And about that student who "lunged out and told him to f---off". What's next for this student? Shall he go to Congress and shout out on the floor that the President of the United States is a liar? Something to look forward to in this young man's future, yes?

CCA

Sam said...

Gotta say, heckling an invited speaker should be grounds for removal. The whole speech is on SLOG and its quite good in my opinion. It really hit home for me and the comments on SLOG were quite good as well. How come Greenberg is praised for the harsh truth while Guterson is disparaged for his harsh yet constructive critic of Western thought? He should be teaching his message, which if you haven't read it, please do.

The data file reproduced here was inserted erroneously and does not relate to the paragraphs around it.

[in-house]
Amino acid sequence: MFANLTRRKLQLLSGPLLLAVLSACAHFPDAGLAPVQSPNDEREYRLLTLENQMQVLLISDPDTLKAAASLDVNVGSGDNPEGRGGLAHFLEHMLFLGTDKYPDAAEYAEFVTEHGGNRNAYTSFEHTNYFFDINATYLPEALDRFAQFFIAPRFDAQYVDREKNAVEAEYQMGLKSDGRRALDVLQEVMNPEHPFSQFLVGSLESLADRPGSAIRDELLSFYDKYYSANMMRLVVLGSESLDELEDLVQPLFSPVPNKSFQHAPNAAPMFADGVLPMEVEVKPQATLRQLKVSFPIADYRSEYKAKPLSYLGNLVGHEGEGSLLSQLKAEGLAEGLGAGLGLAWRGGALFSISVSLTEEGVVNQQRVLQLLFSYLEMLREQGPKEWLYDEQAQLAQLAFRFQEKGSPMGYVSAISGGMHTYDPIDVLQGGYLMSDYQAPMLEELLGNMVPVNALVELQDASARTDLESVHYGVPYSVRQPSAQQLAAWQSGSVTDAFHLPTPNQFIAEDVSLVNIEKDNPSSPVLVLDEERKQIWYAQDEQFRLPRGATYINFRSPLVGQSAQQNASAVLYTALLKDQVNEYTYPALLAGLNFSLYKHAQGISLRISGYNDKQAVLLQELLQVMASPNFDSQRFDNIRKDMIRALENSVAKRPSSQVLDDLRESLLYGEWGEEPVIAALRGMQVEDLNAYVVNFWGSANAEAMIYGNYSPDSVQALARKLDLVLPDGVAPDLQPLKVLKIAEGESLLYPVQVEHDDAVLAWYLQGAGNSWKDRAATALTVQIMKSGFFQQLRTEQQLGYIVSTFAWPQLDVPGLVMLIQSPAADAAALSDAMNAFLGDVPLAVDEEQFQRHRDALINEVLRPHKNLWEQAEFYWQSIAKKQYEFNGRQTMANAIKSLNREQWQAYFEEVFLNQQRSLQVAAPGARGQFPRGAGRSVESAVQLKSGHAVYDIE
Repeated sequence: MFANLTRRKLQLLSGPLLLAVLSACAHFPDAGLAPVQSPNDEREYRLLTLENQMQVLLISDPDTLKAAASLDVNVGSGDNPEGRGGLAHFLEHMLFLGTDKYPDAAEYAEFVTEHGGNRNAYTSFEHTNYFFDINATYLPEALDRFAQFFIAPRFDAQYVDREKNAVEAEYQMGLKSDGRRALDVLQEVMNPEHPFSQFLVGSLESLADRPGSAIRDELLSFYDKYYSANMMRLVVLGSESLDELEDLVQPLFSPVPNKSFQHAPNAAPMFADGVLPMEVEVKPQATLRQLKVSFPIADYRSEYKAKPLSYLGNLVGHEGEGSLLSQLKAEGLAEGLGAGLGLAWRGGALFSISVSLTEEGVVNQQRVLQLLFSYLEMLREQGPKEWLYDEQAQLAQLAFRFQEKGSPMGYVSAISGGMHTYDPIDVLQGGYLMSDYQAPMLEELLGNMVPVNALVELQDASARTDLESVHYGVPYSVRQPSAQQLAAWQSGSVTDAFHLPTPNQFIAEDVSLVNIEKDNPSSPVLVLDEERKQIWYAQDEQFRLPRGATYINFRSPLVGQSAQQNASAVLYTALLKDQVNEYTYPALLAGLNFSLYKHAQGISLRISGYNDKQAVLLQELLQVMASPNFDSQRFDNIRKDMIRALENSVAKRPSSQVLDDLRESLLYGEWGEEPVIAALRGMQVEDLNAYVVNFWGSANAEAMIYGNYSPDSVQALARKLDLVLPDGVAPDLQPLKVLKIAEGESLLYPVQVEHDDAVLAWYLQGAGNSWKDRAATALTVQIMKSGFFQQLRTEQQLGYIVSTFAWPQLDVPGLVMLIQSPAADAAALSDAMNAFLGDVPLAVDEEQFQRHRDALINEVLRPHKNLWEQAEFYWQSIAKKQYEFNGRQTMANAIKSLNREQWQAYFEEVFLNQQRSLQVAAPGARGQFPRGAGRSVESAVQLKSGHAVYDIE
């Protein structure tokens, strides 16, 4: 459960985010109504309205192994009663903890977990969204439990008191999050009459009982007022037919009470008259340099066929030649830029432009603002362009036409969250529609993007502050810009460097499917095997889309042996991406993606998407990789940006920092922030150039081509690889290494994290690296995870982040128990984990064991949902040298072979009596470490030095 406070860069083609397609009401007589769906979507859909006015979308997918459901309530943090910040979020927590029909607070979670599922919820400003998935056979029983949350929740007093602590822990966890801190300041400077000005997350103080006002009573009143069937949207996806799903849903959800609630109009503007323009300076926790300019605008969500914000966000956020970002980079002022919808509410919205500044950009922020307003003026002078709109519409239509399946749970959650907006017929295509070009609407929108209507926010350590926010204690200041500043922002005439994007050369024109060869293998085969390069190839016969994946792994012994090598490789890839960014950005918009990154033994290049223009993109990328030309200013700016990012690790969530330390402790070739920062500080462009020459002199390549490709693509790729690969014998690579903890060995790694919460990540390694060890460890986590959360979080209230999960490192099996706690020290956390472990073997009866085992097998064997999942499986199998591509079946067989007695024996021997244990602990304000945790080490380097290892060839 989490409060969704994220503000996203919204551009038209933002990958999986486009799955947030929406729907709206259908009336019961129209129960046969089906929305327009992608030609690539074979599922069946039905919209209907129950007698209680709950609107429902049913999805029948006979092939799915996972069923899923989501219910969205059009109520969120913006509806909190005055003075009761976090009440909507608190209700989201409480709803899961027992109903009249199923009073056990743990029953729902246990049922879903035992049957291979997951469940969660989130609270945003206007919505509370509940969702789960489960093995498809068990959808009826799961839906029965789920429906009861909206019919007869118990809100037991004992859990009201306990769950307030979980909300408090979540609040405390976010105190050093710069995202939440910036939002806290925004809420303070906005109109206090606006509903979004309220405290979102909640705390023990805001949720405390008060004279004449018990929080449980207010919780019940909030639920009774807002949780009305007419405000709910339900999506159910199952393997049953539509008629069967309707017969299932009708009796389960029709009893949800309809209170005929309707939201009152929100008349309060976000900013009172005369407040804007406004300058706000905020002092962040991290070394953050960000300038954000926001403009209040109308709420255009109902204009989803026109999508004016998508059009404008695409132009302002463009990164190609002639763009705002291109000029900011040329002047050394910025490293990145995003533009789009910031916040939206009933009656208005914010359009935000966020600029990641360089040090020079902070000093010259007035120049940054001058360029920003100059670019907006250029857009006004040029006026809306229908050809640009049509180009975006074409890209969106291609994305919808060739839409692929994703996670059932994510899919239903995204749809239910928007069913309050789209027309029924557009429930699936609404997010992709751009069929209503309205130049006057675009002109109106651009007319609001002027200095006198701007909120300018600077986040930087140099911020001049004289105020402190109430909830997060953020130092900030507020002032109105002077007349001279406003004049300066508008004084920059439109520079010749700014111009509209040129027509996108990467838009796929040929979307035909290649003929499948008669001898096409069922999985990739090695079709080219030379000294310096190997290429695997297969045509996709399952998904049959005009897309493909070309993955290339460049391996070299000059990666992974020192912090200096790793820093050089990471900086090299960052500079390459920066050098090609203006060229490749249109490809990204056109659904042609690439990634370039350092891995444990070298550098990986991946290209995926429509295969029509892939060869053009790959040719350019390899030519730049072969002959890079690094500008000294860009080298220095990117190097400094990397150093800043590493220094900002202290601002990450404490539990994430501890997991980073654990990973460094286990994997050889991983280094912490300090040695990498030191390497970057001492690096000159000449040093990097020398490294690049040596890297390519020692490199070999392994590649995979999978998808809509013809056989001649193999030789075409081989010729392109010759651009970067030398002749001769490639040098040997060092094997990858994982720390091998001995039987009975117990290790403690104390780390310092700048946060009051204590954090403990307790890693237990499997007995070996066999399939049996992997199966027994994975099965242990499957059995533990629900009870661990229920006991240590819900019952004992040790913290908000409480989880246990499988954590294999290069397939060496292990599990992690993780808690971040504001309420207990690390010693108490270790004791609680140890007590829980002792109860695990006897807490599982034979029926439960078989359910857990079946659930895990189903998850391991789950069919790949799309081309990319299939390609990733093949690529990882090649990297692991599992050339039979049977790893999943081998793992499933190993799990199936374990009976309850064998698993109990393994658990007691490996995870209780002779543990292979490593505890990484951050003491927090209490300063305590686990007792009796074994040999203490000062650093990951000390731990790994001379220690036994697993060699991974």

Anonymous said...

CCA,
I agree with you that Roosevelt folks should have researched their speaker better. I think they should have made a different choice.

I also agree that heckling a speaker is incredibly rude and wrong (I make exceptions for when there are big social justice at stake, which is not the case here).

I only point it out to show the impact of the speech. I don't think it accomplished what it intended.

You kind of had to be there in the context of a graduation and you kind of had to hear the tone in Mr. Guterson's voice (which to me and others sounded hostile and insulting towards the students).

I support realistic and meaningful talk with kids and young adults. It has to be respectful though and it has to be at the right time and place. Mr. Guterson's speech was none of these things.

not smiling

Anonymous said...

Just got this in an email from my union rep. Would be great if we could get the word out here: